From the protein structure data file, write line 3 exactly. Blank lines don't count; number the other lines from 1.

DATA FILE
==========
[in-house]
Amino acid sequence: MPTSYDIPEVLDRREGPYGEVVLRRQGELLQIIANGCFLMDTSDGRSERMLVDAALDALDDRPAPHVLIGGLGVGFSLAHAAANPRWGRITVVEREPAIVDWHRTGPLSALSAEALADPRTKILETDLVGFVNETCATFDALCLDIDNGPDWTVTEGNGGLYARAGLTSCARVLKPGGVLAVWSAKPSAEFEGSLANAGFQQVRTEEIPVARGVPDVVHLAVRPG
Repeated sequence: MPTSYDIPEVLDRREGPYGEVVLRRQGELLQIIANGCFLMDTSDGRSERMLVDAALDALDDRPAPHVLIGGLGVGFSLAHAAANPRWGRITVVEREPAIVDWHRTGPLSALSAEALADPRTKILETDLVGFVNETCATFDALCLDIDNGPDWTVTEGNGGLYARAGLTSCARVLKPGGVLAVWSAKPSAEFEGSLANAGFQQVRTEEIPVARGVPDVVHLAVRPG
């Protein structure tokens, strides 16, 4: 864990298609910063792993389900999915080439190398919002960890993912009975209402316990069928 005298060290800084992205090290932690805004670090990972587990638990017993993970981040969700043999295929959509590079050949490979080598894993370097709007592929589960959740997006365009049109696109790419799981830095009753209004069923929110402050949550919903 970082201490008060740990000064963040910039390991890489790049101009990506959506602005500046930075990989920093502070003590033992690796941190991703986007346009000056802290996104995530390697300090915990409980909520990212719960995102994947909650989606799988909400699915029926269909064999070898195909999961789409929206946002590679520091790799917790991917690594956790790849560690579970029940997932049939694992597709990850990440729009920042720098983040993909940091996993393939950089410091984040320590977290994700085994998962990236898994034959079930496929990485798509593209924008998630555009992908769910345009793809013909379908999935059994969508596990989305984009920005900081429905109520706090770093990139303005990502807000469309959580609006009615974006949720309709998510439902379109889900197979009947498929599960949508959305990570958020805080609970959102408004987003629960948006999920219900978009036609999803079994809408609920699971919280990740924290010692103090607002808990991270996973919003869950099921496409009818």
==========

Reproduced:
Repeated sequence: MPTSYDIPEVLDRREGPYGEVVLRRQGELLQIIANGCFLMDTSDGRSERMLVDAALDALDDRPAPHVLIGGLGVGFSLAHAAANPRWGRITVVEREPAIVDWHRTGPLSALSAEALADPRTKILETDLVGFVNETCATFDALCLDIDNGPDWTVTEGNGGLYARAGLTSCARVLKPGGVLAVWSAKPSAEFEGSLANAGFQQVRTEEIPVARGVPDVVHLAVRPG